A Note on Links: When reading back posts, please be aware that links have a short half-life. You can find working links to all of the MHS resources on our Educator Resources Page.

Thursday, November 2, 2017

Native American Heritage Month Resources

While I firmly believe that EVERY MONTH is Native American Heritage Month, that title is officially designated for November, making this an excellent time to share some Indian Education for All resources that have piqued my interest.


Lessons for Our Land are lessons designed by the Indian Land Tenure Foundation for Pre-K through 12th grade to help "teachers to incorporate Native American stories, lessons and games into regular classroom instruction." The site has over a hundred lessons that touch on tribes in all parts of the United States. Montana-associated lessons include lessons on natural resources on Montana Indian Reservations, calendars and seasonal rounds (exploring month names from four Montana tribes and interpreting them to describe seasonal activities), allotment, fractionalization, and more. I haven't looked at all of them (there are a LOT), but the ones I've examined look really good.

As always, I invite you to check out the IEFA Lesson Plans the Montana Historical Society has created over the years. Among my favorites are "Blood on the Marias: Understanding Different Points of View Related to the Baker Massacre of 1870" (grades 7-12), the cross-curricular art-based material included in The Art of Storytelling: Plains Indian Perspectives (K-12), and our newest IEFA offering, "Neither Empty Nor Unknown: Montana at the Time of Lewis and Clark" virtual tour and activities (grades 4-8).


One of our most popular hands-on history footlockers (especially for lower elementary students) is the Montana Indian Stories Lit Kit, which includes puppets and class sets of stories collected for the Indian Reading Series (1972) and reprinted by the Montana Historical Society Press. There are MANY more stories than those in the footlocker: From 1972 to 1983 the Northwest Regional Educational Laboratory Indian Reading & Language Development Program produced 140 culturally relevant stories written by local Indian authors and illustrated by Indian artists, and all of them are available for download. A few years ago, Rob and Halladay Quist put several of the stories to music. You can find the song lyrics here and hear the songs (and watch Mariah Gladstone sign them using Indian sign language) on YouTube.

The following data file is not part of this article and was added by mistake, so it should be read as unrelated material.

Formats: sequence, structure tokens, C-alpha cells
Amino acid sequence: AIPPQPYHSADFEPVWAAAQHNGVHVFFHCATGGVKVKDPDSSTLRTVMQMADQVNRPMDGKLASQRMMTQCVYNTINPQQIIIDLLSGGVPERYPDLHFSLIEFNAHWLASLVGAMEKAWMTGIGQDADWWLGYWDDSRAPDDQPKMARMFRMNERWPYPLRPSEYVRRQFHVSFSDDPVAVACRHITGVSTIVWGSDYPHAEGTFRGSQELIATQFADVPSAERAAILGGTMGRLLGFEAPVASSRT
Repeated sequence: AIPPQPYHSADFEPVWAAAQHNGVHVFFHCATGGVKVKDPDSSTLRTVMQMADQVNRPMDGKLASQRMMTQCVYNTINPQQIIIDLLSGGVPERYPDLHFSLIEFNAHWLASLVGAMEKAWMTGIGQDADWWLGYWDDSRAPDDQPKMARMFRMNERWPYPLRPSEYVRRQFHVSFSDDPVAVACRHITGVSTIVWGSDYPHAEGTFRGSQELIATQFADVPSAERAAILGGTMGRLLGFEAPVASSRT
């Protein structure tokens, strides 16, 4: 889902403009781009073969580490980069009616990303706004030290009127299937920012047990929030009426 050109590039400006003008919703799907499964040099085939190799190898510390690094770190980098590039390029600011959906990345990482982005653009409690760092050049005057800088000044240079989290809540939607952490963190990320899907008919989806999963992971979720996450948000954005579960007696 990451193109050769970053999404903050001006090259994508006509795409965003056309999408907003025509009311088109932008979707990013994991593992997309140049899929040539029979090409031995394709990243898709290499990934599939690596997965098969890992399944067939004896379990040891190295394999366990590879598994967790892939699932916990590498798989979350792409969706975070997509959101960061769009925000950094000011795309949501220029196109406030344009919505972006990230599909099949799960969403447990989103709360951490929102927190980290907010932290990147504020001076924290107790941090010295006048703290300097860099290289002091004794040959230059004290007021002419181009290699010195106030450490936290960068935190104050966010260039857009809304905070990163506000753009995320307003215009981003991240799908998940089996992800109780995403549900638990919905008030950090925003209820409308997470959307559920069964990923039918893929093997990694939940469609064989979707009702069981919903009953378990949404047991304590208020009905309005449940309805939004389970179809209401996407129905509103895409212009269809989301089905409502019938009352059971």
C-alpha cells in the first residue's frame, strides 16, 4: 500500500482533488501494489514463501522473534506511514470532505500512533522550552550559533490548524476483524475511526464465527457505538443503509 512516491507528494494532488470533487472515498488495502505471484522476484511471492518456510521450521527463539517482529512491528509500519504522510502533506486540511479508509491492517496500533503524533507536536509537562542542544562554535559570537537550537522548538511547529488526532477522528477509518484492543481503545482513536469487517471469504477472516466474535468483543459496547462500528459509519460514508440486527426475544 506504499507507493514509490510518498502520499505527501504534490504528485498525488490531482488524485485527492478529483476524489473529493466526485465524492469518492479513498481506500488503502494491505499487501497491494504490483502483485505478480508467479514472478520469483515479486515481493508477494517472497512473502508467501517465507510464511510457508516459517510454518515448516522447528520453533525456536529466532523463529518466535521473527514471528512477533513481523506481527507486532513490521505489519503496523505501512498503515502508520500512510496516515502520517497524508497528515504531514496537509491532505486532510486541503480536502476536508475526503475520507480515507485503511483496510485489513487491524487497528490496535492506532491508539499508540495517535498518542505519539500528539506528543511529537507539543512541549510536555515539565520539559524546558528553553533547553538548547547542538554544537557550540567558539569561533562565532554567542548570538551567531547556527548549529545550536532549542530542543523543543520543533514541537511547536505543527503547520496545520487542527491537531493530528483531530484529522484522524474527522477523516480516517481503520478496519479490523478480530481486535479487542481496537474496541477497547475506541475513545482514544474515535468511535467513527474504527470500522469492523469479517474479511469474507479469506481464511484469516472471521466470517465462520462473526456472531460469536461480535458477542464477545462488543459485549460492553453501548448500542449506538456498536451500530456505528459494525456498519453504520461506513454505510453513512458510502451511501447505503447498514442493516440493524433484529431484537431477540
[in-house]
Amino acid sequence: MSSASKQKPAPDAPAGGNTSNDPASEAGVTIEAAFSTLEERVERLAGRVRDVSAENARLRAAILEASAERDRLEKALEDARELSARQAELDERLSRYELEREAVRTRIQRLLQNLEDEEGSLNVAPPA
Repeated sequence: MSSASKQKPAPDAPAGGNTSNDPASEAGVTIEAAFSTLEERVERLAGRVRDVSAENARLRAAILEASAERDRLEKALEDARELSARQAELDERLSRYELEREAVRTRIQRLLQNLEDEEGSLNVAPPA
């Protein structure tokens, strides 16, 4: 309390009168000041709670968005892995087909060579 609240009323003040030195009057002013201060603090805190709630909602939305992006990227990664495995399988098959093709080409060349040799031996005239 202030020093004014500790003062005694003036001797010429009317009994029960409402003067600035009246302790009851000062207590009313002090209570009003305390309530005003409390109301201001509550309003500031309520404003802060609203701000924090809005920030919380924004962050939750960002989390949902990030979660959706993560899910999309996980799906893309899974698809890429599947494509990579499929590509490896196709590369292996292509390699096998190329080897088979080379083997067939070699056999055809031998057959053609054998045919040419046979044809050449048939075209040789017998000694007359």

High School

Using Primary Source Documents to Understand Tribal Sovereignty is a high school American History, Government and ELA lesson plan created by Jolena Hinchman and Katie Hurin that asks students to read U.S. Supreme Court cases, speeches, letters, and other documents "to examine the historical foundation of the relationship between the US government and Indian tribes" and "to determine how tribal sovereignty has persisted or has diminished over time."
Wind from an Enemy Sky: Historical Fiction and Current Events surrounding the Confederated Salish and Kootenai Tribes and Kerr Dam is an OPI Indian Education model teaching unit for 10th-12th grade that uses D'Arcy McNickle's historical fiction novel Wind from an Enemy Sky, as an anchor text for both studying the novel and examining issues of sovereignty, treaty rights, allotment, and Confederated Salish and Kootenai Tribes' history. (Note: A copy of the novel was distributed by the OPI to all Montana public high school libraries in 2013. A class set of 15 novels is available for loan by contacting Joan Franke at 406-444-3694 or jfranke@mt.gov.

The Power of Place: Place-Based Approaches to Researching Indigenous Montana Histories is a model student research project created by Casey Olsen of Columbus. Intended to provide teachers with flexible guidance through the challenging and rewarding process of researching local histories and landscapes with their students,  "The Power of Place" is not a cookie-cutter project. Rather, Casey describes his experience in leading students in a place-based research project, shares resources that he created (for example, his Research Graphic Organizer), and tips (find community partners, look to your local museum, engage tribal cultural experts, among others.) He also shares one of the final projects his students created: a driving tour of Stillwater County.

Resilience: Stories of Twenty Indian Women is a fifty-six-page booklet (which can be downloaded from OPI) featuring short essays on over twenty Montana Indian women, including warriors, bankers, politicians, beaders, language preservationists, community organizers, traditionalists and embracers of modernity. The booklet features essays written for our Women's History Matters project and are also available and work well with two of our Women's History Matters lesson plans: Ordinary People Do Extraordinary Things! Connecting Biography to Larger Social Themes Lesson Plan (grades 8-12) and Biographical Poems Celebrating Amazing Montana Women Lesson Plan (grades 4-6). 

And, of course, let me know your favorite best IEFA lessons to teach--during November or any time of year.

No comments:

Post a Comment